I’ve been dealing with a lot of stress lately and just recently I’ve also made the discovery that mini anxiety attacks on a daily basis caused by nothing at all aren’t exactly normal. I’ve been trying to figure out a way to not only minimize my random anxiety as well as cope better with the stress of everyday life.

Focusing on having a more positive attitude <POSITUDE> has been transforming my days from bleak to joyful. When I wake up I tell myself that today is going to be an awesome day and that I’m really excited for work. Acting like I’m happy eventually turns into me just feeling happy.

Today I watched a Ted Talk called ‘How to make stress your friend’ by Kelly McGonigal. It was extremely interesting and her advice is something I want to put into play right away. Instead of viewing stress as a health hazard she suggests that we view our stress response as a positive reaction. When your heart starts pounding and your breathing quickens view these signs as your body making itself energized as it’s preparing you to meet a challenge. Don’t view your body’s reaction to stress as a bad thing, but instead view these stress indicators as helpful.

Next she talks about Oxytocin and how Oxytocin is actually a stress hormone and is a part of the stress response as much as adrenalin is. When Oxytocin is released it actually helps create resilience by protecting your cardiovascular system from the effects of stress. My favorite part about her talk is finding out that these benefits are enhanced through human connection and contact. “Your stress response has a built in mechanism for stress resilience and that mechanism is human connection” which immediately made me think of my very favorite quote in the world that came from Arch Bishop Desmond Tutu. I’ve left it in my title for your to enjoy.

So caring creates resilience – helping other people and your community is healthy for your body! I love it. And it makes sense.

This-is-Love

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Sometimes… no – MOST times I wake up and I do not want to roll out of bed. At all. It’s the worst part of my day. I’ve always been so envious of morning people. I also wonder if they’re really just aliens or liars, because who in the right mind would voluntarily get up before 8am on a weekend? I’m even giving myself credit here… 8am sounds awful! Am I lazy? Is there something wrong with me? Depressed maybe? Or am I normal?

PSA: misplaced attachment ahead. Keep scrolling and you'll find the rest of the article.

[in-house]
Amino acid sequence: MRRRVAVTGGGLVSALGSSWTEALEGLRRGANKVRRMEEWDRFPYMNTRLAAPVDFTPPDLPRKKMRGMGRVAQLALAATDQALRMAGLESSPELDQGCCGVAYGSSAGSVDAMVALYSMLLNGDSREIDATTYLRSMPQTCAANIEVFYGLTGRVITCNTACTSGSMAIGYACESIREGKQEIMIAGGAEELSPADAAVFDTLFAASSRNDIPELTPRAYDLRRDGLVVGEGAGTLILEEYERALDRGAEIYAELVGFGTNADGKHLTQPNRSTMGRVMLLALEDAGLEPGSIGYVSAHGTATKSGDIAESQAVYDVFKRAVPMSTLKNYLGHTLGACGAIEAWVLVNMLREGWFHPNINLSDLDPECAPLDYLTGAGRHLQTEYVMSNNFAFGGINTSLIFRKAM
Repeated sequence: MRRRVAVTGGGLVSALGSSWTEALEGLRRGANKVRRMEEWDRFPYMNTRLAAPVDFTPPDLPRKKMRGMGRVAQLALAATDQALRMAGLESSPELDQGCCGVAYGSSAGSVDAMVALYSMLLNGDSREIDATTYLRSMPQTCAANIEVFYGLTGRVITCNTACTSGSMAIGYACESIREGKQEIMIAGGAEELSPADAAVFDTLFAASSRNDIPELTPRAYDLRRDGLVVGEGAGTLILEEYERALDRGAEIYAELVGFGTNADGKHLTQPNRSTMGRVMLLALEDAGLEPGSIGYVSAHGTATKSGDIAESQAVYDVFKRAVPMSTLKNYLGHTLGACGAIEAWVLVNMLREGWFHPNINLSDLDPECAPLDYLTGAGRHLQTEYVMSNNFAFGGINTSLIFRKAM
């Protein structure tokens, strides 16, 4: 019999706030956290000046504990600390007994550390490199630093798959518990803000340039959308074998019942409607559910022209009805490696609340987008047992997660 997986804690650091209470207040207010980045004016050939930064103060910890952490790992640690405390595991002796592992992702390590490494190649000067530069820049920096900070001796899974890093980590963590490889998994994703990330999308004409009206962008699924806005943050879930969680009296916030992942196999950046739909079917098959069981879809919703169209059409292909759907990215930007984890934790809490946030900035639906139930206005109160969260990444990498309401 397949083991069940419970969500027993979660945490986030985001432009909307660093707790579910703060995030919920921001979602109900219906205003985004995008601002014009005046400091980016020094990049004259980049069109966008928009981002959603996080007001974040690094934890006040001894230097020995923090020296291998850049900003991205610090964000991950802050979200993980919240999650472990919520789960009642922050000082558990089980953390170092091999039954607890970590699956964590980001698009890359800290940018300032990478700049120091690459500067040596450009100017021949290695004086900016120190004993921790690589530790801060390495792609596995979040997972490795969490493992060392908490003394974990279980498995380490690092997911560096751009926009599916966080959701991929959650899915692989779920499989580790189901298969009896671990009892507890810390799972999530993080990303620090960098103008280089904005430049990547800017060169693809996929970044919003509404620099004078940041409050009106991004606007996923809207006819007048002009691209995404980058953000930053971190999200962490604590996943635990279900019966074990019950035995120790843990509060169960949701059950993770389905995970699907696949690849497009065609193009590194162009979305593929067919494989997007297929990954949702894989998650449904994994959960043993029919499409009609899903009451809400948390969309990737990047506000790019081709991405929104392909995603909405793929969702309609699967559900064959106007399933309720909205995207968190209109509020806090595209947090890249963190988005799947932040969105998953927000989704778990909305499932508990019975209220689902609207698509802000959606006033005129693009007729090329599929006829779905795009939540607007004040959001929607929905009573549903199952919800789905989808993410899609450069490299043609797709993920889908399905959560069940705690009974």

I have to be honest – I always think that when I reach my best I’ll just naturally become one of those morning people. At my best obviously I’ll be doing hot yoga a few times a week, cardio and gym even more often, eating right, doing more hobbies, stressing less, getting more in touch with my inner self and posting annoying inspirational pictures and messages everyday on my instagram (but when I’m at my best I won’t think they’re annoying, because I’ll be on the same level as those happy and positive morning people!). When I’m at my best, at noon on a Saturday I’ll have already had breakfast, showered and gone to the farmer’s market… not to mention I’ll have a huge chunk of savings in my bank account because being at my best will mean I’m a responsible spender. I’ll hate tv and I won’t be so attached to my phone and internet. At 12:30 on a Saturday you’ll see me drinking herbal tea at a cafe downtown reading the news paper before I have to hurry off to the horse barn. I have constant guilt from not being better, from not being that person I just told you about.

I drive myself crazy with all the anxiety I experieninstagram-inspirationce over not being perfect. I’m not sure how to let it go, but I’m working on it.

I propose that we constantly strive to develop as humans, but never let the end goal be perfection or to be someone else’s picture of perfection. I’ll keep trying to let go of that picture of ‘my best’ so that I can start seeing my own picture of happiness. In the end, what does perfection even really mean? When did happy stop mattering as much as how and what I appear to other people?